The performing arts and e-Science are exploring collaborations, but there are still bugs to work out, learns Judy Redfearn
The performing arts have a long tradition of using cutting-edge technologies, so it is no surprise that performers, artists and researchers are now looking to see what e-Science technologies have to offer," says Angela Piccini, a Research Councils UK research fellow in the drama department at Bristol University. She has been running workshops to explore how grid technologies can be used for performance. The Arts and Humanities Research Council funded the workshops to explore collaborations between e-Science and the arts and humanities.
The workshops looked at the use of the Access Grid (AG), a videoconferencing facility, in collaborative performances. Also under scrutiny were semantic web technologies to help in storing data about performances.
In the first workshop, a Bristol-based improvisation group performed three musical exercises in one AG room while a dancer responded with improvised movements in another room. Delays in transmission between the rooms disrupted and fragmented the performances, and the positions of cameras and lighting imposed some restrictions.
The performances were recorded using Memetic, a tool developed under the Joint Information Systems Committee's Virtual Research Environments (VRE) programme. "Memetic allows you to play back recordings of AG meetings in an intelligent way by enabling you to locate key items," says Michael Daw, Memetic project manager at Manchester University. "It gives a visual representation of a timeline of the meeting." A participant in an AG session can use Memetic to annotate a recording using symbols to represent events. For ordinary meetings, these could be ideas or decisions. For a performance, they could be particular movements or sounds. The annotations can be done at the time, with all participants agreeing them, or they can be added later by collaborators at a distance. Memetic opens up performance and documentation to collective debate.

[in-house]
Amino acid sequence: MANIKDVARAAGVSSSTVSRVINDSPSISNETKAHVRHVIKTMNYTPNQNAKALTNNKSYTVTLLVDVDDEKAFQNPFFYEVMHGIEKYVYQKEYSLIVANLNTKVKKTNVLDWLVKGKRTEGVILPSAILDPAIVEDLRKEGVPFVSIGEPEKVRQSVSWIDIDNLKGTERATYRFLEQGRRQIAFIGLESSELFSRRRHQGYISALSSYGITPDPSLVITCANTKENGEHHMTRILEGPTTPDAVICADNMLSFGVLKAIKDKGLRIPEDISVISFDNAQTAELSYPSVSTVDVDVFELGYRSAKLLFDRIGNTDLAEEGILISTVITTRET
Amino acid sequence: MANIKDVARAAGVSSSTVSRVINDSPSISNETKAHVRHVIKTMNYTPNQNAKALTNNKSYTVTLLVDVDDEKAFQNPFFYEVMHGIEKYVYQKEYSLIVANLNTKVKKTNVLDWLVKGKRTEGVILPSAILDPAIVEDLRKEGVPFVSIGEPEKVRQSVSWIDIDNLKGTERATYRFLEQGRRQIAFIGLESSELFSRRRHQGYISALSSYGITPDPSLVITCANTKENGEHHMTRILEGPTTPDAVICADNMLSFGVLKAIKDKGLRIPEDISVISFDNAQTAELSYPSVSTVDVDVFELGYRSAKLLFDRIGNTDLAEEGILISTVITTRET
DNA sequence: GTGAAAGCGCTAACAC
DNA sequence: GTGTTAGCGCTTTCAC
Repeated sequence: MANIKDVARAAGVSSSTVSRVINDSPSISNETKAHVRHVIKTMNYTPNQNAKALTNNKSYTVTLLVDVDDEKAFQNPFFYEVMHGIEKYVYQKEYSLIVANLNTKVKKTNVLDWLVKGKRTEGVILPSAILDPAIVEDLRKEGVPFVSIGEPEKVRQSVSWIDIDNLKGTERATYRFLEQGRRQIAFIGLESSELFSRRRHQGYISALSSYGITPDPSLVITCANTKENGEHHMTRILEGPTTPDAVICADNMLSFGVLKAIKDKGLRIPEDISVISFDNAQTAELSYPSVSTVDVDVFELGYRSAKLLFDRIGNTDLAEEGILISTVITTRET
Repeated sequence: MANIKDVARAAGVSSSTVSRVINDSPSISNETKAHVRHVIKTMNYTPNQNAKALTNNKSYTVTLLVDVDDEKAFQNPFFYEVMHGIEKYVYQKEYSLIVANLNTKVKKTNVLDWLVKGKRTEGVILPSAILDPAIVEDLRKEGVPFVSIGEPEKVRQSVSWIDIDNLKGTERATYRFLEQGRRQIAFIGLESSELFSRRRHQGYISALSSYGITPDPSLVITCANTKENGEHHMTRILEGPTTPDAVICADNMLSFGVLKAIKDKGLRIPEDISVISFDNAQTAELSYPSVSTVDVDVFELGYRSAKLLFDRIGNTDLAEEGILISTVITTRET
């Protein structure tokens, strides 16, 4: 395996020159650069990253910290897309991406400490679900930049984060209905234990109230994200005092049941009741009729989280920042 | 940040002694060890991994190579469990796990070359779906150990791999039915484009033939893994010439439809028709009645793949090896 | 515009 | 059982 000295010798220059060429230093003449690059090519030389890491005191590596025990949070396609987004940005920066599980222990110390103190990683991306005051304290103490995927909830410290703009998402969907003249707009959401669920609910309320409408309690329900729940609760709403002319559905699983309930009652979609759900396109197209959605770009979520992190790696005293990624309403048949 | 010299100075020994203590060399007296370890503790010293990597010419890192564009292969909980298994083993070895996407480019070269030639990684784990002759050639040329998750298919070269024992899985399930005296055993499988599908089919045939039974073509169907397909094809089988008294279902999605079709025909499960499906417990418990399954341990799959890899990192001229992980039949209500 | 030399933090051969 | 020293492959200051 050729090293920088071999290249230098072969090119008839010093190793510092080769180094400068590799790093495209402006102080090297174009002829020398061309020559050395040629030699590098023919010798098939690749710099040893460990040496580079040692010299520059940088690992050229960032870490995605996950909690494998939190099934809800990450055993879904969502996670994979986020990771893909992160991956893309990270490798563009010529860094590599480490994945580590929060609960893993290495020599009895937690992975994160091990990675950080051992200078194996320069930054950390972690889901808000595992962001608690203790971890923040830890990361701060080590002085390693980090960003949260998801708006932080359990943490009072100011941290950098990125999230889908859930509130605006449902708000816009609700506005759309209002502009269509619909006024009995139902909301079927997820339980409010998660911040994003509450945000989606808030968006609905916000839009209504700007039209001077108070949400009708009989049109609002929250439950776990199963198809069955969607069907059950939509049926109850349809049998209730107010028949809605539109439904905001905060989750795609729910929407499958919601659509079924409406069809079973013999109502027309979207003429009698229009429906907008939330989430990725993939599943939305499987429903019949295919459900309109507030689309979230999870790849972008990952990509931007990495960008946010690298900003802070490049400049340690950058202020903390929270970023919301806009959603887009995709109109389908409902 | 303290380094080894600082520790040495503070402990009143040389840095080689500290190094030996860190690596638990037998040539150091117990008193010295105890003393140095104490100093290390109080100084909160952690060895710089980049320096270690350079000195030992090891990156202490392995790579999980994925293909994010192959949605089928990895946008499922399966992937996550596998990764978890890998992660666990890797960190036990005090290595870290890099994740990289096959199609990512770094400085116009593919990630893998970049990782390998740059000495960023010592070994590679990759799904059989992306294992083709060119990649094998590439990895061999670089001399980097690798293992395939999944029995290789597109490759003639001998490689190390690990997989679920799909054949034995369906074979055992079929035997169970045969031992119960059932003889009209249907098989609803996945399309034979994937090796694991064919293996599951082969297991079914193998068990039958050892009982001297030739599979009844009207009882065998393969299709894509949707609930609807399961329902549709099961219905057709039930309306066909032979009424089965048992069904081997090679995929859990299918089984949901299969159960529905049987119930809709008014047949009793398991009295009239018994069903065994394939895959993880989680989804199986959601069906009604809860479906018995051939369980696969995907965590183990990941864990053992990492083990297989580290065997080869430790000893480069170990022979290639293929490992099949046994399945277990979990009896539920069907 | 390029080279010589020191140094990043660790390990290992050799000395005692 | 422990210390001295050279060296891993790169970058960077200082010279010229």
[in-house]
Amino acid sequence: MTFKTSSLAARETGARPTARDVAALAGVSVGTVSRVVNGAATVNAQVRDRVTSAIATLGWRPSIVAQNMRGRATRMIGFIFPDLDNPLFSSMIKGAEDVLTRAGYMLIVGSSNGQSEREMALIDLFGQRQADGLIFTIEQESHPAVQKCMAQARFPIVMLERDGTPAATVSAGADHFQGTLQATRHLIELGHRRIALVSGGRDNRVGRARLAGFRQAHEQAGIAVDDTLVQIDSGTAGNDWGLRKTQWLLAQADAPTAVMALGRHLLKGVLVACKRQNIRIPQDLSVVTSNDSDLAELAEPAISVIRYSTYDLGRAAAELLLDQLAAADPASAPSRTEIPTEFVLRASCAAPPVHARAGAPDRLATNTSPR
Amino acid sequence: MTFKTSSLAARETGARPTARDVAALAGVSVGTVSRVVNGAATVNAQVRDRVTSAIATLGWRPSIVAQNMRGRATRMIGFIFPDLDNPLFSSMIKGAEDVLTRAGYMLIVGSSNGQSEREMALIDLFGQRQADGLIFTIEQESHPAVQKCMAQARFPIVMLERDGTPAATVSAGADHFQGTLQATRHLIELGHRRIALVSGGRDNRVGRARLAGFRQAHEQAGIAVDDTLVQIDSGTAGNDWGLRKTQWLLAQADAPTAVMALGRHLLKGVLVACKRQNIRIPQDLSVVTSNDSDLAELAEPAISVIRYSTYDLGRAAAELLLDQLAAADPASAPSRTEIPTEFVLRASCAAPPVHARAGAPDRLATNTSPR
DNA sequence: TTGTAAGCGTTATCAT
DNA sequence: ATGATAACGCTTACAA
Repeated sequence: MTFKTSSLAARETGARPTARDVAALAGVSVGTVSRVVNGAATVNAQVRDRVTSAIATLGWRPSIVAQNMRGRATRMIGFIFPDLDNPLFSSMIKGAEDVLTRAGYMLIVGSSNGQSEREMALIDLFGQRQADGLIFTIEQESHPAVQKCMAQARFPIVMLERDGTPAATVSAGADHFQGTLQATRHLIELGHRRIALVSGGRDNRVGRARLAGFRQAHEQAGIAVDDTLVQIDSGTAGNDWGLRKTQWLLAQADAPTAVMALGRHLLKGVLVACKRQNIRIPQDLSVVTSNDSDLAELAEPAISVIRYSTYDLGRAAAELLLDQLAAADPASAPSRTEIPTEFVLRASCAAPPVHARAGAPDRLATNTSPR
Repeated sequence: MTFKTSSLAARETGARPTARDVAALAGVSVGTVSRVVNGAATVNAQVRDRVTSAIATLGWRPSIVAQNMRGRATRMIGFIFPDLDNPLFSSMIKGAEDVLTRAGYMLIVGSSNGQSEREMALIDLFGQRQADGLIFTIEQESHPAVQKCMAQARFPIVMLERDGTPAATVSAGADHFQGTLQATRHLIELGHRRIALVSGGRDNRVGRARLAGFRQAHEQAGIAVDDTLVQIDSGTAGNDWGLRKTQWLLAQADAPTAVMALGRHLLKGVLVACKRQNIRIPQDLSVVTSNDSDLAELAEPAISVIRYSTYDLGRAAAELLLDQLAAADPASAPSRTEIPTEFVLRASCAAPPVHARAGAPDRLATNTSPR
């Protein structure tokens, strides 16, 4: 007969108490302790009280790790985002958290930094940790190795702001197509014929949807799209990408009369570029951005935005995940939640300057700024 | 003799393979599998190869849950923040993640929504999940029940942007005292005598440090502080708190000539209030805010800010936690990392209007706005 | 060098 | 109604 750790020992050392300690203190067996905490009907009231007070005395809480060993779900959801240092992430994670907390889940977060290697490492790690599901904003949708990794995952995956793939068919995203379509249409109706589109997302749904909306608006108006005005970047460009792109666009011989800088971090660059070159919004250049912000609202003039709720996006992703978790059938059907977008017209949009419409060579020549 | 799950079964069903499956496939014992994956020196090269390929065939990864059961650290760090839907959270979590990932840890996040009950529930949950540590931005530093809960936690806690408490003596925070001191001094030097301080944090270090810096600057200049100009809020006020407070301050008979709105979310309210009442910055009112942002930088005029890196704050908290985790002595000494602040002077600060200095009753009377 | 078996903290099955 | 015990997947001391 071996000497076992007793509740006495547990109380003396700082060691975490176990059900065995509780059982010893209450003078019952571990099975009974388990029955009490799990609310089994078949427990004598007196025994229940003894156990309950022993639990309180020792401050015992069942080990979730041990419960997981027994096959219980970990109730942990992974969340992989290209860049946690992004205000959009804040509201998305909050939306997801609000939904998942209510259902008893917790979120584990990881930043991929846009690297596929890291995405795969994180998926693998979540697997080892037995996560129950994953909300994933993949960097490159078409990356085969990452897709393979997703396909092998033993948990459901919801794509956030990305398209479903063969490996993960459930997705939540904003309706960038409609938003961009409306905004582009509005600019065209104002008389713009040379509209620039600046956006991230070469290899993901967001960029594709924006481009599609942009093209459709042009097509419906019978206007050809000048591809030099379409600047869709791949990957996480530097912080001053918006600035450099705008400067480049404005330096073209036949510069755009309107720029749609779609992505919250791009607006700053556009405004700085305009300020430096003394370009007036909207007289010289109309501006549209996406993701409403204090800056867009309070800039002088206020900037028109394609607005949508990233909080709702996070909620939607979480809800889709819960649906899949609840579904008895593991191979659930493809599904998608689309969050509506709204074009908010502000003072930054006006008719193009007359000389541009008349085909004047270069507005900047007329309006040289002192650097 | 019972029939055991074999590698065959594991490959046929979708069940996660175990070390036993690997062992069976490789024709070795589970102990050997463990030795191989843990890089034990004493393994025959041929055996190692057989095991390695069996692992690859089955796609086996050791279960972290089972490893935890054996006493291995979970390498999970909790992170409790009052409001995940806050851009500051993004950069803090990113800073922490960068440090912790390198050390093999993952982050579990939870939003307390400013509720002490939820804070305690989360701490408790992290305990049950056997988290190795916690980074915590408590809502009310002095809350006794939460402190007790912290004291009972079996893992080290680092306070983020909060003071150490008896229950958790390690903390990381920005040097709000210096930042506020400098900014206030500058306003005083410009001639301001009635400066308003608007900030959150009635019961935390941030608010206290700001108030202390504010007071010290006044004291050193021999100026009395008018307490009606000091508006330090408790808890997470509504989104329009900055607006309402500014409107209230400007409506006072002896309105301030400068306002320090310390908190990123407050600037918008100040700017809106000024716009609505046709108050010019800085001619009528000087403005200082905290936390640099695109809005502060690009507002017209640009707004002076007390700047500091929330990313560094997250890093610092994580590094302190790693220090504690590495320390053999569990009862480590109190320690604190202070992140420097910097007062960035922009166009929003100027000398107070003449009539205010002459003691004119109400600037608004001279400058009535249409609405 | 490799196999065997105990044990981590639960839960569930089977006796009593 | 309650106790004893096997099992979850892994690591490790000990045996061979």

An issue for the second workshop was this iterative aspect of performance documentation: what other annotations to add to the recording so it could be searched later for creative research? This is where the semantic web technologies came in. Participants were asked to try to find richer descriptions of aspects of the performance so the data could be pulled together from distributed sources.
The third workshop aimed to steer a path through some of these deliberations by engaging participants, including some from outside the UK, in practice. They were invited to collaborate in devising a performance and then annotating the devising process.
As well as helping refine research questions, the workshops introduced some in the arts and e-Science communities to issues they had not considered before. "E-Science is allowing a new type of collaboration between the arts and the sciences. There's a lot to be gained by both communities," Piccini says.